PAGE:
The 802.11 wireless standards support two basic configurations: ad-hoc mode and infrastructure mode.


    In ad-hoc mode, wireless user devices such as laptop computers and PDAs communicate directly with each other in a peer-to-peer manner without the benefit of access points.


    Ad-hoc mode is generally used to form very small spontaneous networks. For instance, with ad-hoc mode, laptop users in a meeting can quickly establish a small network to share files.


    Infrastructure mode uses wireless access points to enable wireless devices to communicate with each other and with your wired network. Most networks use infrastructure mode.


    The basic components of infrastructure mode networks include:

    • The radios embedded or installed within the wireless devices themselves. Many notebook computers and other Wi-Fi-compliant mobile devices, such as PDAs, come with the transmitters built in. But for others, you need to install a card-type device to enable wireless communications. Desktop PCs may also need an ISA or a PCI bus adapter to enable the cards to work.
    • The access point, which acts as a base station that relays signals between the 802.11 devices.
    One or many access points?

    Access points are standalone hardware devices that provide a central point of communication for your wireless users. How many you need in your application depends on the number of users and the amount of bandwidth required by each user. Bandwidth is shared, so if your network has many users who routinely send data-heavy multimedia files, additional access points may be required to accommodate the demand.


    A small-office network with fewer than 15 users may need just 1 access point. Larger networks require multiple points. If the hardware supports it, you can overlap coverage areas to allow users to roam between cells without any break in network coverage. A user’s wireless device picks up a signal beacon from the strongest access point to maintain seamless coverage.


    How many access points to use also depends on your operating environment and the required range. Radio propagation can be affected by walls and electrical interference that can cause signal reflection and fading. If you’re linking mobile users indoors-where walls and other obstructions impede the radiated signal-the typical maximum range is 150 feet. Outdoors, you can get greater WLAN range-up to 2000 feet (depending on your antenna type) where there’s a clear line of sight!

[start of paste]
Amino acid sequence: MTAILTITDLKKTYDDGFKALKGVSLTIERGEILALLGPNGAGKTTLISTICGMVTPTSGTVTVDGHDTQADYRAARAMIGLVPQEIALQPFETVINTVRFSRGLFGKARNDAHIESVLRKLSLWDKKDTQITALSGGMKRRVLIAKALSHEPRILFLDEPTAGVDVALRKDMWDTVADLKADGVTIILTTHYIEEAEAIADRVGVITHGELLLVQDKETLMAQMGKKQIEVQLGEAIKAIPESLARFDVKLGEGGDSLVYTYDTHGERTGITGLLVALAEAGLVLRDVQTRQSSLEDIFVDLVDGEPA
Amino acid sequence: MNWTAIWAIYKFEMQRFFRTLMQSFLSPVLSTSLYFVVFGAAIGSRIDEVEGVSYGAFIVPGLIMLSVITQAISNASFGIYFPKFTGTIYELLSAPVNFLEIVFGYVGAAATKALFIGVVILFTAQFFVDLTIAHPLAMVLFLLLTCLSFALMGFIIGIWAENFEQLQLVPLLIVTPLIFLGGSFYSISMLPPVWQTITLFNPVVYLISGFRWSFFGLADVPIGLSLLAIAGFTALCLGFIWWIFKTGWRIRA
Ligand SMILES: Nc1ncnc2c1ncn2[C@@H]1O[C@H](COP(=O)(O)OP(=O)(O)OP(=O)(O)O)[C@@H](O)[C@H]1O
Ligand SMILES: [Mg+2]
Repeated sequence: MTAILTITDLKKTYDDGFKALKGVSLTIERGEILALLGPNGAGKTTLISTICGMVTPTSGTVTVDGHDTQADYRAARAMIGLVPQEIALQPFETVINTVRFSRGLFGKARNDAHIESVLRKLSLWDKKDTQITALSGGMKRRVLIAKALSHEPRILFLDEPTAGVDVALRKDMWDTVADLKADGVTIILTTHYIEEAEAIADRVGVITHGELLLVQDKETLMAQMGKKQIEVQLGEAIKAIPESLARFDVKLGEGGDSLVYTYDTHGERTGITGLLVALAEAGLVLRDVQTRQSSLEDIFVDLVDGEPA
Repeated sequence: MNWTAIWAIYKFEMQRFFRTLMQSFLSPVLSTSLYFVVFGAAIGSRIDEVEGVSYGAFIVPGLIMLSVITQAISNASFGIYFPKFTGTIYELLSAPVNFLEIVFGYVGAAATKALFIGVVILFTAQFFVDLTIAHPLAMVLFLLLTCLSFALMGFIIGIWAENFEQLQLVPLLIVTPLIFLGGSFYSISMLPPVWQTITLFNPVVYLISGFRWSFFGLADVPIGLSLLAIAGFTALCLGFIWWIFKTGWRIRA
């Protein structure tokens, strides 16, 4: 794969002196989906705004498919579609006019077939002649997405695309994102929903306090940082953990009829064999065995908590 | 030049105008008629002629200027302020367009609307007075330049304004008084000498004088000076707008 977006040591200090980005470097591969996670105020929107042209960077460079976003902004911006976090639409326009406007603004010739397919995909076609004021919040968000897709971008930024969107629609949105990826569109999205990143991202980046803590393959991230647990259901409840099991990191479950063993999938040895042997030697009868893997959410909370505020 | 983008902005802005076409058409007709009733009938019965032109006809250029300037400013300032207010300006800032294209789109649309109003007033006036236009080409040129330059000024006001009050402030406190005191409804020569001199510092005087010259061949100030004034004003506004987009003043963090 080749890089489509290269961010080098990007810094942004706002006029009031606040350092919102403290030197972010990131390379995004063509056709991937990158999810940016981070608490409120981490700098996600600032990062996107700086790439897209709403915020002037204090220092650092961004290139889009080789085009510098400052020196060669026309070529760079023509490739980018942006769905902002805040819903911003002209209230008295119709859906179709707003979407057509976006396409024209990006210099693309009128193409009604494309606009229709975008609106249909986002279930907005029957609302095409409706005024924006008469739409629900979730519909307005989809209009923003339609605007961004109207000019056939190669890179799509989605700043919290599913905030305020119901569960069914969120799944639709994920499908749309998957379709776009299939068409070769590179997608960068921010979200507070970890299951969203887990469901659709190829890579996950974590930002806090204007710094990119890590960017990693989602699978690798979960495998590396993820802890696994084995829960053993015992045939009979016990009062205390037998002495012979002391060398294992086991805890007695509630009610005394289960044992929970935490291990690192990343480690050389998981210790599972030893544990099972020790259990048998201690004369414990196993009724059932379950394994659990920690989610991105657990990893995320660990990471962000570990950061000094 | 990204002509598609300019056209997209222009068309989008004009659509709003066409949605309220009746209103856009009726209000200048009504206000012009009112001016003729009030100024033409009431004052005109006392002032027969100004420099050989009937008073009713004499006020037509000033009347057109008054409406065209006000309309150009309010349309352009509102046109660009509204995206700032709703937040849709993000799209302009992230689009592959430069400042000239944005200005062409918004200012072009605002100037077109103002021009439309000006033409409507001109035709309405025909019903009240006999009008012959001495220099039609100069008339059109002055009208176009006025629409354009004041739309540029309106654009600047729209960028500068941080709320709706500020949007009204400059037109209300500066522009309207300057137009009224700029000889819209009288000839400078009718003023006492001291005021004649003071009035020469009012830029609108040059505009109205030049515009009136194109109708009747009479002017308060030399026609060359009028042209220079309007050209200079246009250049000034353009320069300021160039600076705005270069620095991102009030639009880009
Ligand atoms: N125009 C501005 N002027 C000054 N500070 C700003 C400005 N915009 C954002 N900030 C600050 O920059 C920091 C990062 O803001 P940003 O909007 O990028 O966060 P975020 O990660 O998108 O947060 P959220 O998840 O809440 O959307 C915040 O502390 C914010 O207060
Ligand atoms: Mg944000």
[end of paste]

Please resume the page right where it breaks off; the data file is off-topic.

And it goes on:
For optimal speed and range, install your wireless access point several feet above the floor or ground and away from metal equipment or large appliances that may emit interference.


    Battle of the bands.

    In addition to sharing bandwidth, users also share a band. Most IEEE 802.11 or 802.11b devices function in the 2.4-2.4835-GHz band. But these frequencies are often congested, so you may want to use devices that take advantage of the IEEE 802.11a 5.725-5.825-GHz band.


    No matter what frequency you use, you’ll want to isolate your users from outsiders using the same frequency. To do this, assign your users a network identifier, such as an Extended Service Set Identifier (ESSID), as well as distinct channels.


    Web and wired network links.

    The access point links your wireless network to your wired network, enabling your wireless users to access shared data resources and devices across your LAN enterprise. Some access points even feature capabilities for routing traffic in one or both directions between a wired and wireless network.


    For Internet access, connect a broadband router with an access point to an Internet connection over a broadband service such as DSL, cable modem, or satellite.


    For connecting network printers, you can dedicate a computer to act as a print server or add a wireless print server device; this enables those on your wireless network to share printers.


    When to use external antennas.

    If you plan to install access points, you can boost your signal considerably by adding external antennas. Various mounting configurations and high- and low-gain options are available.